Folk tales are stories that people made up a long time ago to teach the young and warn them of dangers or just to entertain the listeners. And, so the thinking seems to go, the stories worked because the intended audience was somehow less sophisticated and more prone to believing the tales than modern folk.
Yet, according to those who study urban legends, people believe them because they seem to teach us how to avoid dangers or because they are just too entertaining not to believe.
We all like to think of ourselves as sophisticated, modern people. We've advanced since the creation of Little Red Riding Hood, warning little girls to be careful of strangers – especially once they matured physically enough for their own monthly red hood – haven't we?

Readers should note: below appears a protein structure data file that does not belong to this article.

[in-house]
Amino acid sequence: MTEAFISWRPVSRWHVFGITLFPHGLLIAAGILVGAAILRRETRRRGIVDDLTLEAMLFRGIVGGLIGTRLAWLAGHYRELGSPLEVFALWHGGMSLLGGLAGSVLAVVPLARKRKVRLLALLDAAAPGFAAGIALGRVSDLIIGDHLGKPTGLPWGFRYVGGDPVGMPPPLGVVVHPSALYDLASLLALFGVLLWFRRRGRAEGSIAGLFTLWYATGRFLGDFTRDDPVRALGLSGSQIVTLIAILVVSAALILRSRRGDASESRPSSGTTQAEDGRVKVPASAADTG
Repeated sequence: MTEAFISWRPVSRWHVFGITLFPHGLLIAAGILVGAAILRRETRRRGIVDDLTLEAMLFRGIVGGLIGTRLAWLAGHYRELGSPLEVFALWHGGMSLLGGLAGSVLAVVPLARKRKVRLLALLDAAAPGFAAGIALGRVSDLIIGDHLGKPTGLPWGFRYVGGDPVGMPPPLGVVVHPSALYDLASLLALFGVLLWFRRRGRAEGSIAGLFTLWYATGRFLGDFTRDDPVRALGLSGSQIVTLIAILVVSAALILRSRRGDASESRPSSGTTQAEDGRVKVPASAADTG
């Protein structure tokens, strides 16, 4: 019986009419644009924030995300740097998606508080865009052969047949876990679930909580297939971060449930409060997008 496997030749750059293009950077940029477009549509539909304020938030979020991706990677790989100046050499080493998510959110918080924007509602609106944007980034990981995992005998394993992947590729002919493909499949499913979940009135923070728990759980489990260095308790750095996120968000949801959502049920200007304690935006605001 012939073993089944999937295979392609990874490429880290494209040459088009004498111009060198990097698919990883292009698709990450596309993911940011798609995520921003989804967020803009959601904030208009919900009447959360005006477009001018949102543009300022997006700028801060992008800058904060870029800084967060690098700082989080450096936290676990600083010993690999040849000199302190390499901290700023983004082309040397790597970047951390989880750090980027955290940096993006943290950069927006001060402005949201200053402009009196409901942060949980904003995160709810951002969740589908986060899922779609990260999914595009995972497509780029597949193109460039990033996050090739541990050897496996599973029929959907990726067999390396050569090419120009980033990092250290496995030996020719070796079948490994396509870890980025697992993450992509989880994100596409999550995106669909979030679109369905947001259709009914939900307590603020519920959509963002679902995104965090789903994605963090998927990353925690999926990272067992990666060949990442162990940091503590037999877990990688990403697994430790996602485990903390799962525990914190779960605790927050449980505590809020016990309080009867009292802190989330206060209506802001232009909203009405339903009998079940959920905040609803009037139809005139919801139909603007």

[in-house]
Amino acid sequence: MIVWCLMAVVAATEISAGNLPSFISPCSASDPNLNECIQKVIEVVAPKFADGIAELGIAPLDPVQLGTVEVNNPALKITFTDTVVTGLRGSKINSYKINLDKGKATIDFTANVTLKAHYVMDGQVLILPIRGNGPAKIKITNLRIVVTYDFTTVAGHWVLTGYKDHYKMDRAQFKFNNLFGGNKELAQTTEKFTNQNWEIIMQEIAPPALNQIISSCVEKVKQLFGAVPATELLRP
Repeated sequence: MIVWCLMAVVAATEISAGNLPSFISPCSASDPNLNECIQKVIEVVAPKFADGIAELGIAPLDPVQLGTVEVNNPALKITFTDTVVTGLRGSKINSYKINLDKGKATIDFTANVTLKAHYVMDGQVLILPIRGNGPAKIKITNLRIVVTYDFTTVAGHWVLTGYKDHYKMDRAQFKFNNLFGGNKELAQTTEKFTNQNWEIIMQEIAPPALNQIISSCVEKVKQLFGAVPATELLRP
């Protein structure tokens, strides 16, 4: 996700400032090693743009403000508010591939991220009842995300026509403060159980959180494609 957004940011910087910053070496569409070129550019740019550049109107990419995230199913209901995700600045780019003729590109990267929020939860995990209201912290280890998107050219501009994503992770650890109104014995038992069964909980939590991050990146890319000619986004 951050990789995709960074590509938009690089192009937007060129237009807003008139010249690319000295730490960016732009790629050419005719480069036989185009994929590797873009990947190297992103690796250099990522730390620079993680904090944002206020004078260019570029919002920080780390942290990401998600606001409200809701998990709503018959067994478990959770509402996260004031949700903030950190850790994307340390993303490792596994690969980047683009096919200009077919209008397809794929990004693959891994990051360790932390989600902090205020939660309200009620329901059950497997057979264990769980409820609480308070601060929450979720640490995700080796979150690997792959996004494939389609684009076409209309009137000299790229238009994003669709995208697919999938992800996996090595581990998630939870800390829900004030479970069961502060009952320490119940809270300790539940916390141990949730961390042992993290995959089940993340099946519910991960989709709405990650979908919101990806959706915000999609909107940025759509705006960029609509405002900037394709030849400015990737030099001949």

But, isn't the same general purpose being met when we forward the e-mail to all our friends telling about the woman – usually a friend of a friend – who had a flat tire at the mall? You know the one: she accepted help from a well-dressed man who turned out to have a kidnap kit in his briefcase. It was only with the help of a fortuitously nearby rescuer (surprisingly, not a woodcutter) that she escaped this disguised "wolf" and survived.
So, before you start feeling too superior with all the modern technology at your fingertips, remember some wisdom that was first written a very long time ago: There is nothing new under the sun. Calling modern folk tales "urban legends" might make us feel better about ourselves, but that doesn't mean we've advanced - just that we know how to rename things.